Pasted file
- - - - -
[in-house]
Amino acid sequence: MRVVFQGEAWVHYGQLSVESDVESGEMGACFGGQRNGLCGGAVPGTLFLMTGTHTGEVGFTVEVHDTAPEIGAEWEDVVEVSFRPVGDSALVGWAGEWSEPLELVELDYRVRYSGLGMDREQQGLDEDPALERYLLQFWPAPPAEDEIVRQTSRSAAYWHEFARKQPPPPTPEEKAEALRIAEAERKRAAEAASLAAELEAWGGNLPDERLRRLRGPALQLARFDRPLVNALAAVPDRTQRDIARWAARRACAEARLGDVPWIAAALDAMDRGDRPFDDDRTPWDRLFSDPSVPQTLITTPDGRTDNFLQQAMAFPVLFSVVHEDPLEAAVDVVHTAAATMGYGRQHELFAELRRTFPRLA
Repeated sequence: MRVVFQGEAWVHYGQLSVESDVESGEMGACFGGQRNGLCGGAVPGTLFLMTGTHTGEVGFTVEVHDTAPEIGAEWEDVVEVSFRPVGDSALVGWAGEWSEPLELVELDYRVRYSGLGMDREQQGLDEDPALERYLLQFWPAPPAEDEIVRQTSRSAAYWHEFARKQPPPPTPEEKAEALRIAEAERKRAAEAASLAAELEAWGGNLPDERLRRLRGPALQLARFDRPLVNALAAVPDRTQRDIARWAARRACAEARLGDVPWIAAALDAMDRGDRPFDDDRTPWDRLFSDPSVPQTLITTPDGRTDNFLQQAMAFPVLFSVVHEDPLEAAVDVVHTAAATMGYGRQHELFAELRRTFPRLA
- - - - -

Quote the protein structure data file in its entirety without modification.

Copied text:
[in-house]
Amino acid sequence: MRVVFQGEAWVHYGQLSVESDVESGEMGACFGGQRNGLCGGAVPGTLFLMTGTHTGEVGFTVEVHDTAPEIGAEWEDVVEVSFRPVGDSALVGWAGEWSEPLELVELDYRVRYSGLGMDREQQGLDEDPALERYLLQFWPAPPAEDEIVRQTSRSAAYWHEFARKQPPPPTPEEKAEALRIAEAERKRAAEAASLAAELEAWGGNLPDERLRRLRGPALQLARFDRPLVNALAAVPDRTQRDIARWAARRACAEARLGDVPWIAAALDAMDRGDRPFDDDRTPWDRLFSDPSVPQTLITTPDGRTDNFLQQAMAFPVLFSVVHEDPLEAAVDVVHTAAATMGYGRQHELFAELRRTFPRLA
Repeated sequence: MRVVFQGEAWVHYGQLSVESDVESGEMGACFGGQRNGLCGGAVPGTLFLMTGTHTGEVGFTVEVHDTAPEIGAEWEDVVEVSFRPVGDSALVGWAGEWSEPLELVELDYRVRYSGLGMDREQQGLDEDPALERYLLQFWPAPPAEDEIVRQTSRSAAYWHEFARKQPPPPTPEEKAEALRIAEAERKRAAEAASLAAELEAWGGNLPDERLRRLRGPALQLARFDRPLVNALAAVPDRTQRDIARWAARRACAEARLGDVPWIAAALDAMDRGDRPFDDDRTPWDRLFSDPSVPQTLITTPDGRTDNFLQQAMAFPVLFSVVHEDPLEAAVDVVHTAAATMGYGRQHELFAELRRTFPRLA